Reading into Pillars Of Eternity’s wordy approach to lore
No one reads the lore. Oh, don’t look like that. We don’t mean no one reads any of the painstakingly crafted words that RPG writers take the time to squirrel away in fictitious volumes and menu screen tips, but hardly anyone devours every dusty tome that games put in their path. Adventure calls, so you delight in a few of these ancillary texts, skim a lot more, and filter out the rest. You close your inventory and mean to return, but never quite find the time.
At least, you suspect that’s how devs see it. It’s the reason that audio logs became a fad after BioShock, because they provide a way to offload backstory while the player plunges on with killing Splicers with murderous bees. It’s why in This Month On Edge you’ll find us poring over a real-world volume that collects together the in-universe writings of Skyrim, paring away the endless distractions of the northern reaches to deliver a concentrated seam of Elder Scrolls fantasy. It’s why Thomas Was Alone’s memorable narration won a BAFTA. All are alternatives to screen reading.
Still, when your PC’s fans are humming, game lore generally works more by osmosis. It’s about weaving together complementary notions that expand a world beyond the limits of its engine’s draw distance, but it’s just one channel of many, all working in concert to convince you of this fabricated world’s authenticity. All those palimpsests add depth, colour and occasionally humour to a place, and your impression of it is enriched for their very presence, just as you needn’t consciously listen to every song on the soundtrack to be stirred by a tug of strings in the overworld.
In this context, then, Pillars Of Eternity represents a countercultural approach to worldbuilding, being unashamedly predicated on the written word to drive its metaphysical tale of souls and flesh. It even presents tiny snippets of description as a flourish to complement its art team’s work, rather than expect the assets to speak for themselves. It is the very opposite of the ‘show, don’t tell’ mantra that Hollywood screenwriters are so enamoured of. Through sheer craft and effort, Obsidian’s talented wordsmiths have wrought something of rare delicacy and breadth: a game world that excites and depends on the power of the reader’s imagination. Designers often talk about a lack of handholding as respecting the player, but leaving space in your world for them to fill is kowtowing on an entirely different level. And that is perhaps the greatest homage Pillars can make to its core inspiration: Dungeons & Dragons.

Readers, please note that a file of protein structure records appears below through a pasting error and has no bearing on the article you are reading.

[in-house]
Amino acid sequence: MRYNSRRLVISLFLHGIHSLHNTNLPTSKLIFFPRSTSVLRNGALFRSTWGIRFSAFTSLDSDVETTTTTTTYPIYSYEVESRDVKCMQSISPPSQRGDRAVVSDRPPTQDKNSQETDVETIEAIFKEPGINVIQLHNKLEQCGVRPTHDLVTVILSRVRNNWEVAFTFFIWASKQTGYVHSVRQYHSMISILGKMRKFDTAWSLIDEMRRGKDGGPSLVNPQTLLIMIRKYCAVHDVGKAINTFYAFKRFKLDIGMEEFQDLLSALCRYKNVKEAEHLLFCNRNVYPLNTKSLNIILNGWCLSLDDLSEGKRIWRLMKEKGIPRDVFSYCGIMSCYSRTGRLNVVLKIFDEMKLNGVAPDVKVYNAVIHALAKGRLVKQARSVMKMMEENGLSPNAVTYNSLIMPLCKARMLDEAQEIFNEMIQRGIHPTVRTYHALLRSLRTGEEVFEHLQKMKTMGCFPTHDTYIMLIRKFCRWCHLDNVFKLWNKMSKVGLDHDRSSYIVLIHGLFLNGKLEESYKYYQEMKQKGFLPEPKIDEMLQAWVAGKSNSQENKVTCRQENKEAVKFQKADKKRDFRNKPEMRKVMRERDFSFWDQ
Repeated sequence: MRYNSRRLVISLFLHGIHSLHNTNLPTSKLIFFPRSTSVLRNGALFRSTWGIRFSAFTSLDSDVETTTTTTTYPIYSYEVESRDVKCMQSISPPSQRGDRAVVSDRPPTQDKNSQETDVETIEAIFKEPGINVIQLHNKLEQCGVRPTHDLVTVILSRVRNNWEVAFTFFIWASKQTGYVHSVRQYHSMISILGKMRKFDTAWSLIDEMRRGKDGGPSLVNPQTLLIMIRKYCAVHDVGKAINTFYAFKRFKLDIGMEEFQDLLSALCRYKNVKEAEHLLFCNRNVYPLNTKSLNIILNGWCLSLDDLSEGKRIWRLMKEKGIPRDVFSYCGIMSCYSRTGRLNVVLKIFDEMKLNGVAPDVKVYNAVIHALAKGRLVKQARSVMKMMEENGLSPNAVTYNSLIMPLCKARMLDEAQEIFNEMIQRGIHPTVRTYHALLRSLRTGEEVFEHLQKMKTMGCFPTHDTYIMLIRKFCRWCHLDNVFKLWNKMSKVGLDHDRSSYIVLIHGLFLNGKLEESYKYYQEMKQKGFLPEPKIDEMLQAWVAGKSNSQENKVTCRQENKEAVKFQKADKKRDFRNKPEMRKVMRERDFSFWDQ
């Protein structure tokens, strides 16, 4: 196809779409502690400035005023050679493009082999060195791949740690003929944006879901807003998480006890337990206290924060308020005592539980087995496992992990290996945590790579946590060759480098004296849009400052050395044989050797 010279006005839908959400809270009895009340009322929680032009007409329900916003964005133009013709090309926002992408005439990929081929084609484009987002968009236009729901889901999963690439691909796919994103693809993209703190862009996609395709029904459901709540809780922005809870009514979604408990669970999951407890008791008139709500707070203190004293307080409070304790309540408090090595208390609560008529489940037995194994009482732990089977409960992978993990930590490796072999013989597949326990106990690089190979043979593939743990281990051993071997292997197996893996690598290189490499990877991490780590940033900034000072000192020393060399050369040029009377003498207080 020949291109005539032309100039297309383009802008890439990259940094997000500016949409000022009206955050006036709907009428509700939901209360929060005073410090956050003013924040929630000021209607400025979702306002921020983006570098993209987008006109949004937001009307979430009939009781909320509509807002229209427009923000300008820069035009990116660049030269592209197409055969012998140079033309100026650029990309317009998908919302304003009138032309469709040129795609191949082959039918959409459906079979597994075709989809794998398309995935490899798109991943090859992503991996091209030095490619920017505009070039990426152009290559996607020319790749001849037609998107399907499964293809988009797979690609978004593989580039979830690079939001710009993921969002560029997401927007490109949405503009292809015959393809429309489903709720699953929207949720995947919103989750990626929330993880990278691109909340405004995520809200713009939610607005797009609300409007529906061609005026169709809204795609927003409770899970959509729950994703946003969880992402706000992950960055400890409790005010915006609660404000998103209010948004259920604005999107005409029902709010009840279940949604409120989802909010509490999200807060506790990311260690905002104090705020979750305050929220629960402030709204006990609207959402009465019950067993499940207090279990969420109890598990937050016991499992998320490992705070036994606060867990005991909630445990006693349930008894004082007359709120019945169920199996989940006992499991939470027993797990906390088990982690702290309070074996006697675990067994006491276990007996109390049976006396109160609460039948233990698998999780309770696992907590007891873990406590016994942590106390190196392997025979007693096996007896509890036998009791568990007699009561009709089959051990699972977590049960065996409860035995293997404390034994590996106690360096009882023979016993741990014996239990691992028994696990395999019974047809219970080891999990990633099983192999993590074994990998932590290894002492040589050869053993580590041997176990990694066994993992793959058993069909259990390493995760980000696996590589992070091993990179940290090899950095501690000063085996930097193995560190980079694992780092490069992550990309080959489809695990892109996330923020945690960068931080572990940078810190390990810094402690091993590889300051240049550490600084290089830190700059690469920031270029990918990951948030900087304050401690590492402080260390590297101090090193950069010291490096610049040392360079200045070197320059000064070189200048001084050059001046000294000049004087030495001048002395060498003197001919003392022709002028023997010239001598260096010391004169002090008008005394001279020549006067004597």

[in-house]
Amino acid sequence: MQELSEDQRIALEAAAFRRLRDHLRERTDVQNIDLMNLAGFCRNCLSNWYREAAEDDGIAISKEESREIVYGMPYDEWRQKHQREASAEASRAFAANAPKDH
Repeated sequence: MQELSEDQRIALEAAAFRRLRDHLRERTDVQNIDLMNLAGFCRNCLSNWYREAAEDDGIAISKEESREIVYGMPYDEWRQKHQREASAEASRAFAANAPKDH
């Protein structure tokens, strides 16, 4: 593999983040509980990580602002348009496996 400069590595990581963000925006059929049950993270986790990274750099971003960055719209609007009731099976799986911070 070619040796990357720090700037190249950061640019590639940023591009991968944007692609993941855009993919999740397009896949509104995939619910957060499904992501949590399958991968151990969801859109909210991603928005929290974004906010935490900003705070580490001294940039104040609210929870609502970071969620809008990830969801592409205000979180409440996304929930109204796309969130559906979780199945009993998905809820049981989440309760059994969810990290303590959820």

Of course, that is exactly why Pillars would not exist without Kickstarter too. Publishers tend to revere current trends and sure bets, and as we’ve established, such a wordy, lore-heavy world looks far from either. But there is a place where this kind of storytelling, if done right, was sure to flourish: in the heads of those who fondly recall the Forgotten Realms RPGs of the early 2000s. And the magic of the Internet is that while 74,000 people is still niche compared to Skylanders or Call Of Duty numbers, you can deal with them directly, cutting your costs and cutting risk.
But while Pillars’ writing leaves a lot up to the player, perhaps going as far as to give players a space to write messages in the game was a mistake. It’s not just the moderation burden, or the unsuitable content that slipped through. Rather, when your whole world is being honed and refined by carefully deployed, occasionally optional prose, even a stray sentence can poison the well, let alone whole memorial plates of Internet in-jokes. It’s a strange abdication of power, though the intent is obvious and innocent. Pillars wouldn’t exist without its backers, but even a world as detailed as Eora cannot withstand taking a club hammer to the fourth wall for their sake. Here’s hoping return trips to Eora find its bolshie approach to written fiction intact, without feeling the need to compromise that for the sake of a few more funding dollars.